Made about 1970 by Sharp, and is a version of the Sharp QT-8D.

ADDO-X 9675

ADDO-X 9675

Addo-X 9675

Power source - AC.

Display is 10 digits, "Nixie"- type tubes.

4-functions, %, memory.

Main integrated circuits - Plessey 7-item chipset with MP931B, MP932B, MP933B, MP934B, MP935B, MP936B, MP937B.

275 x 197 x 97 mm (11.8" x 7.75" x 3.8").

Made in the United Kingdom.

Made about 1972.

Inside

Here the cover has been removed to reveal the "Nixie"-type tubes, with display-driver board behind under the power supply, and the main calculating board right underneath.

Main circuit board

The main calculating board with the 7-piece chip-set manufactured by Plessey.

This is one of the few calculator chip-sets manufactured by Plessey. It looks to be quite costly since it requires 7 ceramic encased integrated circuits. This calculator is believed to date from about 1972, and by then both Mostek and Texas Instruments were putting the electronics of a 4-function calculator in one small plastic encapsulated integrated circuit. So a chip-set like this would then not have been competitive.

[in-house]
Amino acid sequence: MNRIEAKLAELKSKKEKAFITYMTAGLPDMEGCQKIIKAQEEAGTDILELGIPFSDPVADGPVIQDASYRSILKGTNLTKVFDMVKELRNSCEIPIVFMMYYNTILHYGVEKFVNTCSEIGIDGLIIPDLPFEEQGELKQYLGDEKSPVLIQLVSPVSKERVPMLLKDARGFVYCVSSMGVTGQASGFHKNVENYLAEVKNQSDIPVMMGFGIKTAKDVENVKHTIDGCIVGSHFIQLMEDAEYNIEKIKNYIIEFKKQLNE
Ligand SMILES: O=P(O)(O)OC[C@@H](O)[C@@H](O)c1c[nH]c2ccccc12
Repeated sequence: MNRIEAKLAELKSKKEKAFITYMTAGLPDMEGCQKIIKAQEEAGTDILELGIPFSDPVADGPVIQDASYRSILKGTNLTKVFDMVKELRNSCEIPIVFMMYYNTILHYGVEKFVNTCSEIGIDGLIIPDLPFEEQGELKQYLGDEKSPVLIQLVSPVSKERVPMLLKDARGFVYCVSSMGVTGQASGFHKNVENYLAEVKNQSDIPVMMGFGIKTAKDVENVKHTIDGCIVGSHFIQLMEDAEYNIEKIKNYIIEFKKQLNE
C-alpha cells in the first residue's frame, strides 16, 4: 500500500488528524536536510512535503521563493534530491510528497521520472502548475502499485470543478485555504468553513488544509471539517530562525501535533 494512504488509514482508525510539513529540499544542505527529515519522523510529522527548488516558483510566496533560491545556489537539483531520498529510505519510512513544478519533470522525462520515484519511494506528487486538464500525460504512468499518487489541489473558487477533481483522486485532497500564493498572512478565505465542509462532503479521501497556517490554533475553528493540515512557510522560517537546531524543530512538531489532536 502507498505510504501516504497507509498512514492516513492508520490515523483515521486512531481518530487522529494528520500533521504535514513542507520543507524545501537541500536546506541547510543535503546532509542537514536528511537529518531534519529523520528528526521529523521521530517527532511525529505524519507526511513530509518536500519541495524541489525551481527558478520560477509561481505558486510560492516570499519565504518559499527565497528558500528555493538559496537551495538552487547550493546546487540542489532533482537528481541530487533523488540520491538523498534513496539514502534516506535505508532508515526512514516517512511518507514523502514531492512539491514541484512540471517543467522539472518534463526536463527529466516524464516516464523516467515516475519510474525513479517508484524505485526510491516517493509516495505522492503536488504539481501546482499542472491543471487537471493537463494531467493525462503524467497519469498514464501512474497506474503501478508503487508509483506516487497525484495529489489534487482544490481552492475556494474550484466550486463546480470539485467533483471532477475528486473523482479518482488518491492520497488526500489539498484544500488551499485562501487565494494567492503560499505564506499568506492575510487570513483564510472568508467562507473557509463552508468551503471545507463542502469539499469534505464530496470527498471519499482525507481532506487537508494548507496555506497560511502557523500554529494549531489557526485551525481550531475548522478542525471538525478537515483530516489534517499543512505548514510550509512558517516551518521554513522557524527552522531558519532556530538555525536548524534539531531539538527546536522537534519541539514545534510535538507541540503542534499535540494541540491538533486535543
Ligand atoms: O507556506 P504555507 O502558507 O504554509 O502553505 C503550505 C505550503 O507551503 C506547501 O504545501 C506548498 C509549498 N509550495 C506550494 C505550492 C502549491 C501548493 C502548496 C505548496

Plessey was a major company in Britain involved in radio and television-chassis production, but is especially noted for being at the forefront of developments in electronic telephone exchanges throughout the 1960s, 1970s, and 1980s. It was taken over by GEC-Siemens in 1989.

References:

  1. Office Methods & Machines, April 1967, p33.
  2. Management in Action, April 1970.
  3. Management in Action, May 1970.

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© Text & photographs copyright Nigel Tout   2000-2017  except where noted otherwise.